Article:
Second and related to the previous point is typical volumes of content. Apps are smaller than PC software upgrades, so volume is going to be smaller. Even video content is likely to be smaller for mobile devices.

    Finally there is cost. How much does a 100GB mobile plan cost? Right now, fixed broadband volume is cheaper than the same volume of mobile data. If the pricing changes, so too will some of the usage patterns.

    For applications where speed matters, it will be a determining factor. Even so, as long as the speed is sufficient for the application that is all that matters.
  • It's actually rather simple math and physics

    Devices default to fixed lines because either the consumer who buys them or the company that makes them knows that fixed line networks have better quality data (read higher capacity / speed). If wireless networks were faster they would be the default option. But they are not.

    The switch from fixed wireless to fixed ADSL / HFC or Fibre illustrates the superior performance of fixed line networks. ie if fixed wireless could provide a fixed line broadband experience no one would be switching. The convenience argument is illustrated by the rapid increases in the number of wireless connected devices. But the growth in fixed line connections shows ZDNet's thesis that fixed networks are needed for heavy lifting is perfectly true. Consider also why even wireless convienience users terminate their wireless devices on WiFi connections connected to a fixed line broadband network as soon as they can, rather than using 3/4G: Again the answer is speed.

    Also when you say pricing changes will change usage behaviours it is also important to understand the extent to which pricing might feasibly change. Contemplate why a $1bn mobile network should offer data on terms which are more expensive than much more expensive fixed line networks. The answer is either an unsubstantiated conspiracy theory or that the capacity of the mobile network is that much lower than that of a fixed line network. Then consider that capacity is just another word for speed- just compare the units (Mbs-1, Gbs-1, Tbs-1) that capacity and speed are measured in. The bottom line is that fixed broadband will always be cheaper than mobile broadband unless there is a major regulatory failure.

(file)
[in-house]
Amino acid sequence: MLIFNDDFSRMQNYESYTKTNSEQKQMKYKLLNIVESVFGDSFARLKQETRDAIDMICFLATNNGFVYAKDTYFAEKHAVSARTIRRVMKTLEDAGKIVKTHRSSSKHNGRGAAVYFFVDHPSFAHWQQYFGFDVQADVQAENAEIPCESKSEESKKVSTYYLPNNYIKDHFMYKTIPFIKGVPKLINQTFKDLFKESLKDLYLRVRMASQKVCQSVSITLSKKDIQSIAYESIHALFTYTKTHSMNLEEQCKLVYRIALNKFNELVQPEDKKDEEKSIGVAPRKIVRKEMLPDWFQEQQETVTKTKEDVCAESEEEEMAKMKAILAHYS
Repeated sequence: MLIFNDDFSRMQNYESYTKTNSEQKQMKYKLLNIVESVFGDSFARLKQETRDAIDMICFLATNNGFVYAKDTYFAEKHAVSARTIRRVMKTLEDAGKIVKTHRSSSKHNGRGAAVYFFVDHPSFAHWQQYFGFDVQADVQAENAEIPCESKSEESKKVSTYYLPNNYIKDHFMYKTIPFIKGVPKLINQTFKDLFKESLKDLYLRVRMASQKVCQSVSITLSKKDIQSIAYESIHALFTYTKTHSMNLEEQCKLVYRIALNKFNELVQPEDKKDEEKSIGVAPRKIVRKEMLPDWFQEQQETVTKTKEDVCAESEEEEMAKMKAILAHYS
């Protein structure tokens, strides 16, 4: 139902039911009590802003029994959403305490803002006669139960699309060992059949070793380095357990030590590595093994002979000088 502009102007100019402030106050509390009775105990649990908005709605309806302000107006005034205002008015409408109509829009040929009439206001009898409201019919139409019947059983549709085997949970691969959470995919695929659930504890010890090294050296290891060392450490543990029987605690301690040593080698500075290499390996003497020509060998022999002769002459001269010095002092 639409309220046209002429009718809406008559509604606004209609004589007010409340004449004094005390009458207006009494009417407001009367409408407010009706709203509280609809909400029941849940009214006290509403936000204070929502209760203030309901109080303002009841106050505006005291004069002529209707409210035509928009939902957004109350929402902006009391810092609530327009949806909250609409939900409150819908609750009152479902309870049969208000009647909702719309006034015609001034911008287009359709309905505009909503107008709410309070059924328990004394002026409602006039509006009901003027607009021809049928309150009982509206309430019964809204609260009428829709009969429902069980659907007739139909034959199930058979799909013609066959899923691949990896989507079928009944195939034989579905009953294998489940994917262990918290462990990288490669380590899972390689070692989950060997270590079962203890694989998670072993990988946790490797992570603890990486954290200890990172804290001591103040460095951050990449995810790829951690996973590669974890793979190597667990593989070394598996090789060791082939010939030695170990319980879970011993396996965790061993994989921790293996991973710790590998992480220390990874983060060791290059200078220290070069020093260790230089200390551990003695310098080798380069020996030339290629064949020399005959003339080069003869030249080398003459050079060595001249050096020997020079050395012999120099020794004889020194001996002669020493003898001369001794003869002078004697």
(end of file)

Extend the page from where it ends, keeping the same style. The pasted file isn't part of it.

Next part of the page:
When you then further consider that physics of frequency and radio modulation govern the maximum possible capacities and speeds of networks of all kinds then you should come to the realisation that fibre will always be perform better than wireless networks.

    This all means that there are all very real reasons why fixed line networks do the heavy lifting and it has nothing to do with mere preferences or convenience; and everything to do with the higher speeds of fixed line networks and what those higher speeds provide.
    • The network characteristics are different

      "better quality data (read higher capacity / speed)"

      Quality is only a measure of speed?

      "If fixed wireless could provide a fixed line broadband experience no one would be switching"

      Throw in price and availability.

      "When you then further consider that physics of frequency and radio modulation govern the maximum possible capacities and speeds of networks of all kinds then you should come to the realisation that fibre will always be perform better than wireless networks."

      Radio modulation governs maximum capacities of fibre networks?

      You restrict performance to speed; others might include price, flexibility, redundancy, etc.

      For example my 3G network performs better in my car than fibre;-)
      Richard Flude
  • Sorry, but you are making the same mistake

    Like the original article, you have simply jumped to the conclusion that the reason people are using the fixed network is speed with absolutely no foundation for that assumption. I am not disputing that there is a preference for fixed. All I am questioning is the assumption that speed is the driver when there are so many other factors.

    Optical fibre will always be a step ahead of mobile networks in terms of speed. No one is disputing that. That speed is the sole motivator for preferring one over the other is what is in dispute.